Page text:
The move is ambitious, says Chloé Fayole, programme and strategy director at ECOS, a network of 49 environmental NGOs in Brussels that campaigns for the right to repair. But ECOS’s next challenge is to push for the rules to extend to IT products, so that smartphones and laptops can be repaired and their batteries replaced more easily.
“The road to a new product is very easy, and the road to a successful repair very difficult,” says Martine Postma, founder and director of Repair Café International Foundation, which celebrated its 10th anniversary last year. Since its first repair event in Amsterdam in 2009, the organisation has grown to nearly 2,000 repair groups in 35 countries around the world.
Now, it wants to collect more data about electronic gadgets, to see if it can plot “weak points” in design that could help manufacturers make them more repairable.
So far, their data shows the Philips Senseo coffee machine is the most common item brought in to Dutch Repair Cafés. “It appears there is often the same thing that breaks in the coffee machine,” says Postma — a component in the water tank.
Philips says it was already aware of the fault when the Repair Café contacted them about it; and that all Senseo models made from the third quarter of 2014 no longer have this problem.
In a room off the high street in Tooting, south London, an army of fixers is busy helping people give their electronics a longer life.
“Where there are children around, there’s always going to be something stuck inside,” says Mike Grahn, as he pores over the broken CD player he is slowly dismantling. Grahn is “head fixer” at the event, where volunteers mend broken consumer electronic equipment for free.
The machine’s owner is a father of two little boys, who are playing happily nearby. After a few minutes of fiddling, Grahn pulls a tatty playing card from the disc drive. “Aha!”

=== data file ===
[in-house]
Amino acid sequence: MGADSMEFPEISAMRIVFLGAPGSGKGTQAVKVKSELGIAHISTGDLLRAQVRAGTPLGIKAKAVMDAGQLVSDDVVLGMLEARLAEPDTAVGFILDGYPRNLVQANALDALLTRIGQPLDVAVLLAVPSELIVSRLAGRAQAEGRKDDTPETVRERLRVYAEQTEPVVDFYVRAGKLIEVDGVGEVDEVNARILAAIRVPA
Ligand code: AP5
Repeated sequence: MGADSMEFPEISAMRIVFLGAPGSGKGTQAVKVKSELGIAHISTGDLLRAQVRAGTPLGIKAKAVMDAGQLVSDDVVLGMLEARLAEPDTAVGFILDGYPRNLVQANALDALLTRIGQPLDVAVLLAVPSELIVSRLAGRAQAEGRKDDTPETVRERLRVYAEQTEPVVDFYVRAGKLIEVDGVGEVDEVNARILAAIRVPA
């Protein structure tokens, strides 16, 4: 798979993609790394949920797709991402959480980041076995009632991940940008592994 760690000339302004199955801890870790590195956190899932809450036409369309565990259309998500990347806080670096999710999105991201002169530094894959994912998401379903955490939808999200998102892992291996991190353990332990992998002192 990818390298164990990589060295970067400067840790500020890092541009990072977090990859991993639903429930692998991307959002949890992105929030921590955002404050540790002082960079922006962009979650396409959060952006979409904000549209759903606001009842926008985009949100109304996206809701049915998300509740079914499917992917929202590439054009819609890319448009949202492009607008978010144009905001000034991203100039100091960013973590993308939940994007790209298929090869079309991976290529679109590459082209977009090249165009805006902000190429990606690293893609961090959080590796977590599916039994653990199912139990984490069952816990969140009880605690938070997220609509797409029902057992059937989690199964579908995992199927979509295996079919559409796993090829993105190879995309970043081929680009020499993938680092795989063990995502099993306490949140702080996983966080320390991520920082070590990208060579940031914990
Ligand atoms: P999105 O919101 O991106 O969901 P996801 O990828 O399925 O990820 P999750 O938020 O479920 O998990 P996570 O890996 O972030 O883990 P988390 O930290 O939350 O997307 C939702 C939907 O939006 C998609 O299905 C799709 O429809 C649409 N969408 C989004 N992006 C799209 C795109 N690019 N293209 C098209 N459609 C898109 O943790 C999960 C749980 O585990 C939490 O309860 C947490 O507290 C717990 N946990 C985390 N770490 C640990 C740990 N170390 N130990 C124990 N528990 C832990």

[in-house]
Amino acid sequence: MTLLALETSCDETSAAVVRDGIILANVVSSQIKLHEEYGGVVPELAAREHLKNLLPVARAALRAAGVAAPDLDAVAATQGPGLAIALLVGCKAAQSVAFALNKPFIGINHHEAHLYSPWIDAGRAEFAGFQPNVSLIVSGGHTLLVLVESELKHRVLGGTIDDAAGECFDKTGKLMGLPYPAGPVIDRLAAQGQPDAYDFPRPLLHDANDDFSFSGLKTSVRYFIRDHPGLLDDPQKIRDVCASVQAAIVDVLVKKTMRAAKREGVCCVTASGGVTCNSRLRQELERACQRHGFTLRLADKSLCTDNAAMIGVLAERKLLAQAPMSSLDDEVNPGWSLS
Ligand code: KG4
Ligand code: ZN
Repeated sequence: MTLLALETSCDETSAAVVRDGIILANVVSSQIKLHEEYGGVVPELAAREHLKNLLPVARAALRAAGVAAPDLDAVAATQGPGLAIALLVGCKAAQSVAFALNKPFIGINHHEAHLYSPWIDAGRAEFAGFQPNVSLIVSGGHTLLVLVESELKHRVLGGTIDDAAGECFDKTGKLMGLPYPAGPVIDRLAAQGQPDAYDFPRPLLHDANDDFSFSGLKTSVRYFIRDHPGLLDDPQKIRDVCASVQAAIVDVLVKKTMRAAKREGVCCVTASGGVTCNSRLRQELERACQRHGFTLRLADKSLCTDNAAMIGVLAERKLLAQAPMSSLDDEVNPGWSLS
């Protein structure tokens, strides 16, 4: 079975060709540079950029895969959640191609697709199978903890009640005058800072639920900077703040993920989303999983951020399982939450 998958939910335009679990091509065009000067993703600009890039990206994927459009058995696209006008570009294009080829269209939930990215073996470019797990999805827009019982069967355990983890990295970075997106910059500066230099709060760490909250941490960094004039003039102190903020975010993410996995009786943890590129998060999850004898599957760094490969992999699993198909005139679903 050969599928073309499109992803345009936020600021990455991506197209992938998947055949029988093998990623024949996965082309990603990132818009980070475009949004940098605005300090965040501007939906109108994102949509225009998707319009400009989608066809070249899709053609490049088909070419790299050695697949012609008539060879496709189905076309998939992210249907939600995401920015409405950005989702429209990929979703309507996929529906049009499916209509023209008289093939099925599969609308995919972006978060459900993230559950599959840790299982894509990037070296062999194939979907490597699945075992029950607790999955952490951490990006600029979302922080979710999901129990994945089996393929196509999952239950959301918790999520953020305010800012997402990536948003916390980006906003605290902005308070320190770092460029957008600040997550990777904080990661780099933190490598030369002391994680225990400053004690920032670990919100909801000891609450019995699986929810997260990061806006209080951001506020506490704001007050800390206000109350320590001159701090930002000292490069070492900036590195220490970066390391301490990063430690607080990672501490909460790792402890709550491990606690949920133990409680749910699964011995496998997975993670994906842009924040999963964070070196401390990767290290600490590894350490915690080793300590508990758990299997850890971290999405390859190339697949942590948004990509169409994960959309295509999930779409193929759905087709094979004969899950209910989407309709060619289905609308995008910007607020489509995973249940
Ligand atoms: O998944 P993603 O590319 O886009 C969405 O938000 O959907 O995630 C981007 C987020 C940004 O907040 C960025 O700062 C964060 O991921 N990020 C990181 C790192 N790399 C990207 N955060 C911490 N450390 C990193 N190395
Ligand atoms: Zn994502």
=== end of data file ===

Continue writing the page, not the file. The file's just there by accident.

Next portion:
The event is co-organised by the Restart Project, which operates in nearly 150 locations around the world, half of which are in the UK. “It is about improving our relationship with electronics,” says Janet Gunter, project co-founder and an activist in what she calls “ICT4D” — information technology for development. She started Restart in 2012 with a friend after becoming upset by attitudes to domestic electronic waste.
Its efforts are now focused on laptops. “We are going through and categorising the software and hardware faults to see what reduces the life cycle of these products,” says Gunter. She hopes their findings will help regulators come up with new requirements.
Both Gunter and Postma are confident that the data-collection exercise will have an impact on policy and manufacturing. Postma points out that, thanks to the efforts of organisations such as hers, the idea of a circular economy is becoming more popular, and repairs more mainstream, no longer the preserve of hardcore environmentalists and activists. “Now is the time when the change has to really start happening.”
Recycle, repair, reuse: how electronics can be given a second life
LCD TVs contain fluorescent backlights. When these are recycled, robots extract any hazardous substances, such as mercury, from them and segregate the TVs’ different plastics, metals and the circuit board. Many of these elements can be reprocessed and used in new products.
The refrigerants — fluids and oil inside the motor — are drained and the motor itself is cut out and recycled. Then, in a sealed oxygen-free chamber, the gases from the fridge’s insulation foam are extracted. Next, the fridge is shredded in a machine resembling a big kitchen blender.
Batteries are first shredded or hammered (depending on their size) and the contents are then submerged in caustic water to neutralise the electrolytes. Metals are recovered and sold. The solution is filtered so that the carbon can be recovered and pressed into sheets. The lithium from the solution is converted into lithium carbonate in the form of fine white powder. After further processing, it is used to make sulphur-dioxide batteries.